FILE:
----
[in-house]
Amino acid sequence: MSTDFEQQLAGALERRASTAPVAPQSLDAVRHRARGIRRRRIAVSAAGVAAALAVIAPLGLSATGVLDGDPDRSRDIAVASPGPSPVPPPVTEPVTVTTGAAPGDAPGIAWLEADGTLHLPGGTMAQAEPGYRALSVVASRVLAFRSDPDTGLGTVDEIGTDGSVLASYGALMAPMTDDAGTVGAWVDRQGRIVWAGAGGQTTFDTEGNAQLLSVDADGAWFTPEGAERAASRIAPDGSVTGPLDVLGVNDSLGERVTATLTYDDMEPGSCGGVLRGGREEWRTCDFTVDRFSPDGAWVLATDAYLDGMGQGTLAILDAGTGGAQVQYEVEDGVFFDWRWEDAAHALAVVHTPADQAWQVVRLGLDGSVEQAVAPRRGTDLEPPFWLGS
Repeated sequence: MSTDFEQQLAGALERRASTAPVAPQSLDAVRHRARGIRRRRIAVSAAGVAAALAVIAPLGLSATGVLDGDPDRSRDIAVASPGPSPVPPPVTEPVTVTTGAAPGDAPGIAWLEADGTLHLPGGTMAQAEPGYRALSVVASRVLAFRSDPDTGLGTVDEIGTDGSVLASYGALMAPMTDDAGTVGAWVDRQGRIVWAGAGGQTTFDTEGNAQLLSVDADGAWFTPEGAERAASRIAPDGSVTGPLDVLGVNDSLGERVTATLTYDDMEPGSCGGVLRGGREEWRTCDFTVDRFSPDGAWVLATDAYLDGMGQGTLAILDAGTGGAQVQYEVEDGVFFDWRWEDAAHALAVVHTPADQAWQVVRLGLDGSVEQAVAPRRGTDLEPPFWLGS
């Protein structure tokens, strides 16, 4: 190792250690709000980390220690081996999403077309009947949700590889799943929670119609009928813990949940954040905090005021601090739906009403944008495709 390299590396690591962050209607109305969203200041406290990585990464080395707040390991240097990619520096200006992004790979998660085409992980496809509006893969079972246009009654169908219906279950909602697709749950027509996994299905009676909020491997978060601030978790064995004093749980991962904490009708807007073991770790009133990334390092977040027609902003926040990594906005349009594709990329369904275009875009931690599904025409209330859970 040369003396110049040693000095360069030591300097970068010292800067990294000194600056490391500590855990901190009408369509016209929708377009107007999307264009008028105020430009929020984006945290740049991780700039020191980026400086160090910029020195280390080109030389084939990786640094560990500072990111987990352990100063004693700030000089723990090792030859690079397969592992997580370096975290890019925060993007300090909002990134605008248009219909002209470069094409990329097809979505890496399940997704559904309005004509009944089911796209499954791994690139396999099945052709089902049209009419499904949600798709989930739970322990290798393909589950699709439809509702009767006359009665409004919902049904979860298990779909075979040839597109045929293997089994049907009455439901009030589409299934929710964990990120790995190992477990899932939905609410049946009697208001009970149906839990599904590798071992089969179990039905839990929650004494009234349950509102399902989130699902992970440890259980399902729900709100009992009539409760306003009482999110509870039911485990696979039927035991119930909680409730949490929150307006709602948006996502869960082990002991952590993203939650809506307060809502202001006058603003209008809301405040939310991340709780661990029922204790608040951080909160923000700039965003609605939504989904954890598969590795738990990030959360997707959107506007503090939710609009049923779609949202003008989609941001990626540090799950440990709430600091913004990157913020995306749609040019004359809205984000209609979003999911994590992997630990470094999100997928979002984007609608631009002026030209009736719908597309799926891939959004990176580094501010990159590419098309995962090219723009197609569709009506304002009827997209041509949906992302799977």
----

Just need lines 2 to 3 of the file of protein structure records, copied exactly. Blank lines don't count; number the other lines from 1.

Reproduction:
Amino acid sequence: MSTDFEQQLAGALERRASTAPVAPQSLDAVRHRARGIRRRRIAVSAAGVAAALAVIAPLGLSATGVLDGDPDRSRDIAVASPGPSPVPPPVTEPVTVTTGAAPGDAPGIAWLEADGTLHLPGGTMAQAEPGYRALSVVASRVLAFRSDPDTGLGTVDEIGTDGSVLASYGALMAPMTDDAGTVGAWVDRQGRIVWAGAGGQTTFDTEGNAQLLSVDADGAWFTPEGAERAASRIAPDGSVTGPLDVLGVNDSLGERVTATLTYDDMEPGSCGGVLRGGREEWRTCDFTVDRFSPDGAWVLATDAYLDGMGQGTLAILDAGTGGAQVQYEVEDGVFFDWRWEDAAHALAVVHTPADQAWQVVRLGLDGSVEQAVAPRRGTDLEPPFWLGS
Repeated sequence: MSTDFEQQLAGALERRASTAPVAPQSLDAVRHRARGIRRRRIAVSAAGVAAALAVIAPLGLSATGVLDGDPDRSRDIAVASPGPSPVPPPVTEPVTVTTGAAPGDAPGIAWLEADGTLHLPGGTMAQAEPGYRALSVVASRVLAFRSDPDTGLGTVDEIGTDGSVLASYGALMAPMTDDAGTVGAWVDRQGRIVWAGAGGQTTFDTEGNAQLLSVDADGAWFTPEGAERAASRIAPDGSVTGPLDVLGVNDSLGERVTATLTYDDMEPGSCGGVLRGGREEWRTCDFTVDRFSPDGAWVLATDAYLDGMGQGTLAILDAGTGGAQVQYEVEDGVFFDWRWEDAAHALAVVHTPADQAWQVVRLGLDGSVEQAVAPRRGTDLEPPFWLGS